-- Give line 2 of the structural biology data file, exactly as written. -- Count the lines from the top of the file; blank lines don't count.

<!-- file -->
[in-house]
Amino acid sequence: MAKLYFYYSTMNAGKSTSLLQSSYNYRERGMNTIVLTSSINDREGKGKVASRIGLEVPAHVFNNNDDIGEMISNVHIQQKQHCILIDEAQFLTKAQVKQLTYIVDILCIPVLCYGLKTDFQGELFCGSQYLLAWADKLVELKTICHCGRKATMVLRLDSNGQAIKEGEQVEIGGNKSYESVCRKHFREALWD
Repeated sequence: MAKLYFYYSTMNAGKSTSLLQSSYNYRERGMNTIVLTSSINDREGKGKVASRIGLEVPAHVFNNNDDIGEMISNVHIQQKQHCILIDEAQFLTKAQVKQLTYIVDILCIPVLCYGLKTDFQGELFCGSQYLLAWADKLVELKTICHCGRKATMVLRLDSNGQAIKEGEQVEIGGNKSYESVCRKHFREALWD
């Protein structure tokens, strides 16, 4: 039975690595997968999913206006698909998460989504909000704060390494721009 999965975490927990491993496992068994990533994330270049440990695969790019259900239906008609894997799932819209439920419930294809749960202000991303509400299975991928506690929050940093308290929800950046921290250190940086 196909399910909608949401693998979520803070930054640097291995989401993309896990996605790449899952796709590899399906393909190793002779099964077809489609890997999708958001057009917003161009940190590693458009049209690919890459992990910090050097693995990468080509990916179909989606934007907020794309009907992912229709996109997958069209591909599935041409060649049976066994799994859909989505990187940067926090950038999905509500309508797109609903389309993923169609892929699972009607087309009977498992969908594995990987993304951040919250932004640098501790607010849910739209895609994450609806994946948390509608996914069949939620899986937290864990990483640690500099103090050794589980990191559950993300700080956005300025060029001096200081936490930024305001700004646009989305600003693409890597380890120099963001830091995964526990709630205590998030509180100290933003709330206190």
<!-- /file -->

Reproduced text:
Amino acid sequence: MAKLYFYYSTMNAGKSTSLLQSSYNYRERGMNTIVLTSSINDREGKGKVASRIGLEVPAHVFNNNDDIGEMISNVHIQQKQHCILIDEAQFLTKAQVKQLTYIVDILCIPVLCYGLKTDFQGELFCGSQYLLAWADKLVELKTICHCGRKATMVLRLDSNGQAIKEGEQVEIGGNKSYESVCRKHFREALWD